Amendment insofar as it burdens his constitutionally protected liberty interest in marriage. Count
3 asserts that Defendants violated Bakran’s right pursuant to the Fifth and Eighth Amendments to
be free of excessive punishment. Counts 4 and 5 assert that Defendants engaged in arbitrary and
capricious conduct in violation of the Administrative Procedures Act (the “APA”), 5 U.S.C. § 701
et seq. Count 6 asserts that Defendants engaged in rule-making regarding the Walsh Act without
following the APA’s notice and comment procedures.
Count 7 asserts that the rules that
Defendants issued regarding the Walsh Act were ultra vires, i.e., they were beyond USCIS’s
Defendants previously filed a Motion to Dismiss Bakran’s Complaint for lack of subject
matter jurisdiction, which we denied in a Memorandum and Order entered on June 11, 2015.
Both Bakran and Defendants have now filed Motions for Summary Judgment. Defendants seek
judgment in their favor on all seven Counts of the Complaint. Bakran seeks judgment in his favor
on all Counts except Count 4.
Summary judgment is appropriate “if the movant shows that there is no genuine dispute as
to any material fact and the movant is entitled to judgment as a matter of law.” Fed. R. Civ. P.
56(a). An issue is “genuine” if “the evidence is such that a reasonable jury could return a verdict
for the nonmoving party.” Anderson v. Liberty Lobby, Inc., 477 U.S. 242, 248 (1986). A
factual dispute is “material” if it “might affect the outcome of the suit under the governing law.”
“[A] party seeking summary judgment always bears the initial responsibility of informing
the district court of the basis for its motion, and identifying those portions of [the record] which it
believes demonstrate the absence of a genuine issue of material fact.” Celotex Corp. v. Catrett,
477 U.S. 317, 323 (1986). Where the nonmoving party bears the burden of proof on a particular
issue at trial, the movant’s initial Celotex burden can be met simply by “pointing out to the district
court” that “there is an absence of evidence to support the nonmoving party’s case.” Id. at 325.
After the moving party has met its initial burden, the adverse party’s response “must support the
assertion [that a fact is genuinely disputed] by: (A) citing to particular parts of materials in the
record . . . ; or (B) showing that the materials [that the moving party has cited] do not establish the
absence . . . of a genuine dispute.” Fed. R. Civ. P. 56(c)(1). Summary judgment is appropriate if
the nonmoving party fails to respond with a factual showing “sufficient to establish the existence
of an element essential to that party’s case, and on which that party will bear the burden of proof at
trial.” Celotex, 477 U.S. at 322.
Ex Post Facto (Count 1)
Count 1 of the Complaint asserts that Defendants’ application of the Walsh Act to prohibit
the filing of I-130 petitions by individuals with convictions of qualifying crimes against minors,
absent a finding of “no risk,” violates the Ex Post Facto clause in Article I of the Constitution when
the petitioner, like Bakran, was convicted of his or her crime prior to enactment of the Walsh Act.
Article I, Section 10 of the Constitution provides that “[n]o State shall . . . pass any . . . ex post facto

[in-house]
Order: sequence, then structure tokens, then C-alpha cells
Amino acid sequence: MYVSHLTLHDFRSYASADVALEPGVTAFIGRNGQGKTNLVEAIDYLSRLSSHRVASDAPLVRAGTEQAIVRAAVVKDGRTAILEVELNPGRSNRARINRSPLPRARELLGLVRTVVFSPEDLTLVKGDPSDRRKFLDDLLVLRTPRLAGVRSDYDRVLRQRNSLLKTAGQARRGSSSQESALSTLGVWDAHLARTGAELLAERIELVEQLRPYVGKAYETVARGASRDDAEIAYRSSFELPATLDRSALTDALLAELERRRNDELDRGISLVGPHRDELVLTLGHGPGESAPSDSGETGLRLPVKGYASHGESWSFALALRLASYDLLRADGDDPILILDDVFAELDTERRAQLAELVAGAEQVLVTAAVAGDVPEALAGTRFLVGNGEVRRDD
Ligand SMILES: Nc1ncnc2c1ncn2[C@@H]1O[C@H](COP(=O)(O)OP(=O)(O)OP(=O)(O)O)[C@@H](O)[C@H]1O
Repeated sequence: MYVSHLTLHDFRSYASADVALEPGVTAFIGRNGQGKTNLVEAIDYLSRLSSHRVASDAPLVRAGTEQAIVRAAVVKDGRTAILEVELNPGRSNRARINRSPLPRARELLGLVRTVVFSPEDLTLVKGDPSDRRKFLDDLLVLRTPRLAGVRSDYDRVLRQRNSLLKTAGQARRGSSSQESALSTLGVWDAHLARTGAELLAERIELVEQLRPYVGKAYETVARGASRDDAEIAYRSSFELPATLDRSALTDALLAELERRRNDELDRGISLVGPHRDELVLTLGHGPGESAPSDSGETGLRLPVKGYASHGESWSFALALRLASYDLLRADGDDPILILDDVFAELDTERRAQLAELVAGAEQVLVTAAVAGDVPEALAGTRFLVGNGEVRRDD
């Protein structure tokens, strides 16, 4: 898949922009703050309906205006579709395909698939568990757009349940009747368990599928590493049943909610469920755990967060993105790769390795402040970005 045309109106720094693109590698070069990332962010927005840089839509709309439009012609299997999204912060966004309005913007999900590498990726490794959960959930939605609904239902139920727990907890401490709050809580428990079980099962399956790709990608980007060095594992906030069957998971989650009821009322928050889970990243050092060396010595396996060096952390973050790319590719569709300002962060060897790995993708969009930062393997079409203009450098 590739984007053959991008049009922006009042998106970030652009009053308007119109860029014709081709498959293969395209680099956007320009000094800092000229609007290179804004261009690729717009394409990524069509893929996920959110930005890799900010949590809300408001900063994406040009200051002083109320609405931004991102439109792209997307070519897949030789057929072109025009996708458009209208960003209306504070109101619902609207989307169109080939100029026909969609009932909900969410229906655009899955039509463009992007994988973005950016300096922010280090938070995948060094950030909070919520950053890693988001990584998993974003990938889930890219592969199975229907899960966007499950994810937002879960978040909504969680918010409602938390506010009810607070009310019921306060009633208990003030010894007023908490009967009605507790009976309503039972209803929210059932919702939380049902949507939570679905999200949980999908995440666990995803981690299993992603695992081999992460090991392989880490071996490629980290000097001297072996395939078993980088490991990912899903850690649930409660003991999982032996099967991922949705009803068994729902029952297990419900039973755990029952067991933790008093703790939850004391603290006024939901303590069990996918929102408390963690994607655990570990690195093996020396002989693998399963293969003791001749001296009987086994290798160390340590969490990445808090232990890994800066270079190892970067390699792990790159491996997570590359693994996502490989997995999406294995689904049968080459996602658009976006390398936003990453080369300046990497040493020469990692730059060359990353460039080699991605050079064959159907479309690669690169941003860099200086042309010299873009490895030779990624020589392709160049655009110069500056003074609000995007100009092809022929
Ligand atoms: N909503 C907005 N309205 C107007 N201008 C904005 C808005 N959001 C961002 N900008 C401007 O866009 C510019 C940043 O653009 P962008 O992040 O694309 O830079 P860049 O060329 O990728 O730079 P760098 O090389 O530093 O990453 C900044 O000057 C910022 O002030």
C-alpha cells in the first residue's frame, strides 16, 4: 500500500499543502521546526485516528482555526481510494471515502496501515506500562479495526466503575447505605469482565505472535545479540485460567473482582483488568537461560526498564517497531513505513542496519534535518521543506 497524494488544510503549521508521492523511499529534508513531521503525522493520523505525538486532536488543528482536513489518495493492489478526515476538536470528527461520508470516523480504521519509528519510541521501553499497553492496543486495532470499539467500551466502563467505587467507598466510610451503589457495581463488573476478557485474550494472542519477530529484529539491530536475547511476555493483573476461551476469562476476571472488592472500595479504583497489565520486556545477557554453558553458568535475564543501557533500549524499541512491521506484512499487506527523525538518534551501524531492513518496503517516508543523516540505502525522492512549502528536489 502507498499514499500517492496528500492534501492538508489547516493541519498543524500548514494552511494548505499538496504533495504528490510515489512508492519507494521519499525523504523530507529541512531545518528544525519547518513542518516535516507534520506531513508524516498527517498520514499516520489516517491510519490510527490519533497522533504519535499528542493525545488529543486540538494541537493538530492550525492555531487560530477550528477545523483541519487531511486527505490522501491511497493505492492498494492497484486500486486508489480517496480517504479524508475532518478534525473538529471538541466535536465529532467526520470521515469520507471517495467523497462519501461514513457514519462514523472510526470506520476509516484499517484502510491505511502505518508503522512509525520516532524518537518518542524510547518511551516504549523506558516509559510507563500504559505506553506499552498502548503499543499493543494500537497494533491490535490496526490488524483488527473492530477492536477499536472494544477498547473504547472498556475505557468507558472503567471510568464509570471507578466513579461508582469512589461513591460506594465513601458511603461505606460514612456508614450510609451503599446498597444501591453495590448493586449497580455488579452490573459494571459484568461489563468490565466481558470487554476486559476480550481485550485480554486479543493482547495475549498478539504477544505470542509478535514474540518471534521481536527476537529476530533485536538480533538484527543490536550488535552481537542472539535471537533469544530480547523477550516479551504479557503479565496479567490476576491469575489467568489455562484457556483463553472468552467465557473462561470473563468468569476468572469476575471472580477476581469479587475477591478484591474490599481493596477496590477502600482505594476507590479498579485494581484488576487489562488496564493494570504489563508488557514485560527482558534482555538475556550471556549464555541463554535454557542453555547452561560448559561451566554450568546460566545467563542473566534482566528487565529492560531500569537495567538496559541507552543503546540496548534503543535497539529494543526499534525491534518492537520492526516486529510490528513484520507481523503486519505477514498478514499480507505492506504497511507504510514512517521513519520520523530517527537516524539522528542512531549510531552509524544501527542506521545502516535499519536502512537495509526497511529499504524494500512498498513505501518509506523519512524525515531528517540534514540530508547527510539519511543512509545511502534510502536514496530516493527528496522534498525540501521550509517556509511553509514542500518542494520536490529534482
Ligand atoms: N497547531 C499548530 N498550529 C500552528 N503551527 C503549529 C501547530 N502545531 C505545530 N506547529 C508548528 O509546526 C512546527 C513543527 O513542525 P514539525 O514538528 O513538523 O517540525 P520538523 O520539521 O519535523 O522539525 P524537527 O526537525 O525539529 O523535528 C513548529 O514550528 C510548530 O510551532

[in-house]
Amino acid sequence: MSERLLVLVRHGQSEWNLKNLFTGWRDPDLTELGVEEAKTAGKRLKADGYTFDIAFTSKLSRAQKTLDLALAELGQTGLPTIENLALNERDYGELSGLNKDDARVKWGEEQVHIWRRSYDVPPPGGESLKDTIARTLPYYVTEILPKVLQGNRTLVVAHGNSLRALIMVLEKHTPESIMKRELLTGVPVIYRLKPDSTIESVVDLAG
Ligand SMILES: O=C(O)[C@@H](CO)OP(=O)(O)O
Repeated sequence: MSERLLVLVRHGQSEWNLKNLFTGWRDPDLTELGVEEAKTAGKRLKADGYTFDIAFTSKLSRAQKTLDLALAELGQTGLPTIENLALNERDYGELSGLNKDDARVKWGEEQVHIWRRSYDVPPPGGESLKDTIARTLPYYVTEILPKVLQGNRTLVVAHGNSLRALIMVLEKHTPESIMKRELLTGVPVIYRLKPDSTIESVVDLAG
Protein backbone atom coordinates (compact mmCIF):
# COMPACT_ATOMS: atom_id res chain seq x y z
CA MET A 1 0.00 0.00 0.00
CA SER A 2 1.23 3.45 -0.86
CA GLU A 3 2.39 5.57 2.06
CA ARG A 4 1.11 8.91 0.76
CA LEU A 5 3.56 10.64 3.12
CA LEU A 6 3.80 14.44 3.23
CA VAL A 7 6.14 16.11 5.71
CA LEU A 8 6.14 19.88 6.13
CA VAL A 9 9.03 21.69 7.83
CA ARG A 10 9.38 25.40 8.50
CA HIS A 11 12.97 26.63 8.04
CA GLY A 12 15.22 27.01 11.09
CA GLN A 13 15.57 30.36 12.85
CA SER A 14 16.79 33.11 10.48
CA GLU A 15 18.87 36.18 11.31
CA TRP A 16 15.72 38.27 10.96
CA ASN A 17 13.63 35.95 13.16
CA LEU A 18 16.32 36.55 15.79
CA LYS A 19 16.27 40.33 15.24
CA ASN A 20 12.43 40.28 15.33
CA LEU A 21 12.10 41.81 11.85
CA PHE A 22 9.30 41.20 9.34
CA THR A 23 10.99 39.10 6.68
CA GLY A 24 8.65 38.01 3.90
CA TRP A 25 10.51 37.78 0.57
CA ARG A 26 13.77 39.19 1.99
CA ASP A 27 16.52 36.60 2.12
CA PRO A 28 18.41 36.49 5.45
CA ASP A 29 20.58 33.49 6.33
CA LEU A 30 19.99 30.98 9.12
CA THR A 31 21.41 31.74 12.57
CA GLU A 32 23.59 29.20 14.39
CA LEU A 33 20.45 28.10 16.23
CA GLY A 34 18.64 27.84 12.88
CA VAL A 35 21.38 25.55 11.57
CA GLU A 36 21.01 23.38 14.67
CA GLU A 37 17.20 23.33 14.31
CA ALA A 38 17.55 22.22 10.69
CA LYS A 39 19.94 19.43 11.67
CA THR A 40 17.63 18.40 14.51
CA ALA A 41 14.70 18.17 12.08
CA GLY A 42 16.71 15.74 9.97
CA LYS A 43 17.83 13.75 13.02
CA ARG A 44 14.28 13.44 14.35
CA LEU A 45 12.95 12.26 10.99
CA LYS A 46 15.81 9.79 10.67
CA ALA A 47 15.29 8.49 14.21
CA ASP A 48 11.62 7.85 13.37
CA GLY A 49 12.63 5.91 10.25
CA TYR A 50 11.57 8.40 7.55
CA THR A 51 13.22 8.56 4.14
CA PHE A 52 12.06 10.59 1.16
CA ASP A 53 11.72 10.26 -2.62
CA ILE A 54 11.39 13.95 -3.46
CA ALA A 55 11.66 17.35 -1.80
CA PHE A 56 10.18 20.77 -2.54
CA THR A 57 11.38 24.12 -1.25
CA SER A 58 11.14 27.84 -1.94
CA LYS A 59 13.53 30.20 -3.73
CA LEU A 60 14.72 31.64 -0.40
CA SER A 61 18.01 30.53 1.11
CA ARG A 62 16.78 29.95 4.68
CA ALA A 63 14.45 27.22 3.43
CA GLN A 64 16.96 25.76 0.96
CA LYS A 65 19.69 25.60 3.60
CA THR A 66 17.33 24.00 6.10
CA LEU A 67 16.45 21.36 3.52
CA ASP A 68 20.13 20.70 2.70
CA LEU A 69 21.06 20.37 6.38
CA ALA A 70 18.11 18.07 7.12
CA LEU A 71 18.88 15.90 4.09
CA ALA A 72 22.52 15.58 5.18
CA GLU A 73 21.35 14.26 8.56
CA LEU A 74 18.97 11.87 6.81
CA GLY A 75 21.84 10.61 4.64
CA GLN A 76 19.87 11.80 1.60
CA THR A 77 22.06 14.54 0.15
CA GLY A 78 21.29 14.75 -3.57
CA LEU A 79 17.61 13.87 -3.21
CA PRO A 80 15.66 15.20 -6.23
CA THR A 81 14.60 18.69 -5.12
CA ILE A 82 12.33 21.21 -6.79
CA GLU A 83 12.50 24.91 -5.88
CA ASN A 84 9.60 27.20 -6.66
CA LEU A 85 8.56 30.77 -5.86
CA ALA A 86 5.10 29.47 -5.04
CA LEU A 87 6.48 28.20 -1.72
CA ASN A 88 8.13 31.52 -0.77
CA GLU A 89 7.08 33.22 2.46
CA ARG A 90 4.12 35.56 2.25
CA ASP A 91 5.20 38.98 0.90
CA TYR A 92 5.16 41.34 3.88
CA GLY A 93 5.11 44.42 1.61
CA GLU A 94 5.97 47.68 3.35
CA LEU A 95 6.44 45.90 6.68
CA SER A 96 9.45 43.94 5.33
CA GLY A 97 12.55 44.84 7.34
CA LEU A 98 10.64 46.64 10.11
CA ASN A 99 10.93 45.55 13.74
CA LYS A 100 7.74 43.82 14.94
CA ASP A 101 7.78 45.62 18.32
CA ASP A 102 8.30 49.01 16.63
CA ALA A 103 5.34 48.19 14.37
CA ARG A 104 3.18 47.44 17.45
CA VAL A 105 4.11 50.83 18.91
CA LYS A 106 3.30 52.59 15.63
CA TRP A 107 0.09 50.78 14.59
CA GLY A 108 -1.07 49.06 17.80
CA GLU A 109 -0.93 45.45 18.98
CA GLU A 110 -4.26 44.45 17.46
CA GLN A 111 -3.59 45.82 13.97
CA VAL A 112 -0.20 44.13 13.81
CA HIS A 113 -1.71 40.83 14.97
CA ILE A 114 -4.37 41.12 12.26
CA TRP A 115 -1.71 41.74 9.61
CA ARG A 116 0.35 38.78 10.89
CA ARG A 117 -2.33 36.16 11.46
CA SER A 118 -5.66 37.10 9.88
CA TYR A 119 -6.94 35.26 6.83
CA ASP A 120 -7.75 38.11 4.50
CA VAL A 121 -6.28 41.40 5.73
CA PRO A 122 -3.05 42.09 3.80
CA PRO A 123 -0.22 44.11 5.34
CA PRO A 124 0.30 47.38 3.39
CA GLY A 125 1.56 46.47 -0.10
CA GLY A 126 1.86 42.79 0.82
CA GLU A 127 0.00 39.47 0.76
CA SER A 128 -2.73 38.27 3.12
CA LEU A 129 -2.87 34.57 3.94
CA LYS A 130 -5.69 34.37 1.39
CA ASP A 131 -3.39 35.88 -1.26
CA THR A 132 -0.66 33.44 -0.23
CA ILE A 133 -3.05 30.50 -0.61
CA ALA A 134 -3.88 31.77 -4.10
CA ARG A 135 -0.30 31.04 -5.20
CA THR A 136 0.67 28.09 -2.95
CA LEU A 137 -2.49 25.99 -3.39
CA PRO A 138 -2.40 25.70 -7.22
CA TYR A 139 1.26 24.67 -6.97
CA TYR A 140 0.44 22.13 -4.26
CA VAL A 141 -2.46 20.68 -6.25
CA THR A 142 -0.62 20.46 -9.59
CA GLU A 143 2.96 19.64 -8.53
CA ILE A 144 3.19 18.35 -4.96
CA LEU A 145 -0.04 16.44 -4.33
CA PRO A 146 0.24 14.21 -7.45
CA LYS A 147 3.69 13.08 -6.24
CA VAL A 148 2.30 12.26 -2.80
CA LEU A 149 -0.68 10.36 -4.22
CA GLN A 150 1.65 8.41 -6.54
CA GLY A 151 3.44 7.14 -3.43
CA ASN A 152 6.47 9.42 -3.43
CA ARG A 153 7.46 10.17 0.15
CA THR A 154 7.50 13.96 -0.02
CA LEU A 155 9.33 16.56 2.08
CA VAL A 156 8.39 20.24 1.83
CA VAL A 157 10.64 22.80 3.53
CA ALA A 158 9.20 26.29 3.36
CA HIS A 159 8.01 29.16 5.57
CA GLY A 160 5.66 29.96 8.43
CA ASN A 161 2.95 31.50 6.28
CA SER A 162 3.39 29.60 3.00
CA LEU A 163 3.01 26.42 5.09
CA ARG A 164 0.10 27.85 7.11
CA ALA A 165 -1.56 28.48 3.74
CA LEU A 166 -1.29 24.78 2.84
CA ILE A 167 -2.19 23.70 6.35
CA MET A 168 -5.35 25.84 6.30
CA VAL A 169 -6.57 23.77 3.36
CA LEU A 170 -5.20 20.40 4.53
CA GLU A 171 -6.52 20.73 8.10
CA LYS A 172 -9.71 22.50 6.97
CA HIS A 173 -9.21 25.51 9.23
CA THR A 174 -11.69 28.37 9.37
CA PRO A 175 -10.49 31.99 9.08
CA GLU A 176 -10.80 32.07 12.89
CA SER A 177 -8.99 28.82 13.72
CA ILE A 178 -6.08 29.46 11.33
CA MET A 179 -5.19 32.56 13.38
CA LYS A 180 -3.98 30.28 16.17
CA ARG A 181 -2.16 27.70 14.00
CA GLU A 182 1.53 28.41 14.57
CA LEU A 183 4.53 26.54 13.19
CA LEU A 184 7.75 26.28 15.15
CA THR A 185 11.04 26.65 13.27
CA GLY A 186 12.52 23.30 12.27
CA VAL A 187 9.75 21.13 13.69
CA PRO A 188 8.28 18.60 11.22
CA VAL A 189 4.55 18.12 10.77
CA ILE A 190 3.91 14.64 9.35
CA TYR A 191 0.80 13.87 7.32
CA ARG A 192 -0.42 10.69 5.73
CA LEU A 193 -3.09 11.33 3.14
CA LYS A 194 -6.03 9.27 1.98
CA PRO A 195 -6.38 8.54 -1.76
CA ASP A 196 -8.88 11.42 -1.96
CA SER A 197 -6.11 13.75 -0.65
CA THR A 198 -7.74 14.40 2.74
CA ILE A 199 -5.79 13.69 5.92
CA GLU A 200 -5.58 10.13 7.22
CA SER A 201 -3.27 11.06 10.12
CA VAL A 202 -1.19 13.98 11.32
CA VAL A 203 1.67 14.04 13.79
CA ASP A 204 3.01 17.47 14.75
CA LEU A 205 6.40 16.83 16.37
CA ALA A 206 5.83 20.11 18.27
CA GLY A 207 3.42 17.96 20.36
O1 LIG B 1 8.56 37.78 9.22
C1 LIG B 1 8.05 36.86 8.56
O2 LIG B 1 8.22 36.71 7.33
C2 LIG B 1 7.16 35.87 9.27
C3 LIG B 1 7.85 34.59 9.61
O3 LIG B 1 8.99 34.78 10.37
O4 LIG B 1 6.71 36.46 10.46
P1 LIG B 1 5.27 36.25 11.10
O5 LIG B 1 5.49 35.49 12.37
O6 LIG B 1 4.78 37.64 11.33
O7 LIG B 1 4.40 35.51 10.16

Law . . . .” U.S. Const. art. I, § 10, cl. 1. An ex post facto law is one that “makes more
burdensome the punishment for a crime, after its commission.” Dobbert v. Florida, 432 U.S. 282,
292 (1977) (quoting Beazell v. Ohio, 269 U.S. 167, 169 (1925)). Accordingly, a law does not
violate the Constitution’s Ex Post Facto clause unless it is both punitive and retroactive. See
Weaver v. Graham, 450 U.S. 24, 29 (1981). Defendants argue that judgment should be entered in
their favor on this claim because the Walsh Act is neither retroactive nor punitive, while Bakran
maintains that the Act is both retroactive and punitive.
In determining whether legislation is punitive, we first consider whether the legislation is
civil or criminal. Legislation that provides for criminal proceedings and penalties is punitive by
its very nature. See Kansas v. Hendricks, 521 U.S. 346, 361 (1997); Smith v. Doe, 538 U.S. 84,
91 (2003) (“If the intention of the legislature was to impose punishment, that ends the inquiry.”)
When, on the other hand, Congress enacts legislation that it intends to be civil, we “‘ordinarily
defer to the legislation’s stated intent,’” but may nevertheless examine “whether the statutory
scheme is ‘so punitive either in purpose or effect as to negate [the legislature’s] intention to deem it
civil.’” Smith, 538 U.S. at 92 (quoting Hendricks, 521 U.S. at 361). Factors we may consider in
ascertaining whether a purportedly civil scheme is so punitive in purpose or effect to negate the
legislature’s civil intent include whether the scheme “ has been regarded in our history and
traditions as a punishment;  imposes an affirmative disability or restraint;  promotes the
traditional aims of punishment;  has a rational connection to a nonpunitive purpose; or  is
excessive with respect to this purpose.” Id. at 97 (citing Kennedy v. Mendoza-Martinez, 372 U.S.
144, 168-69 (1963)). However, “‘only the clearest proof will suffice to override legislative intent
and transform what has been denominated a civil remedy into a criminal penalty.’” Id. at 92
(quoting Hudson v. United States, 522 U.S. 93, 100 (1997)).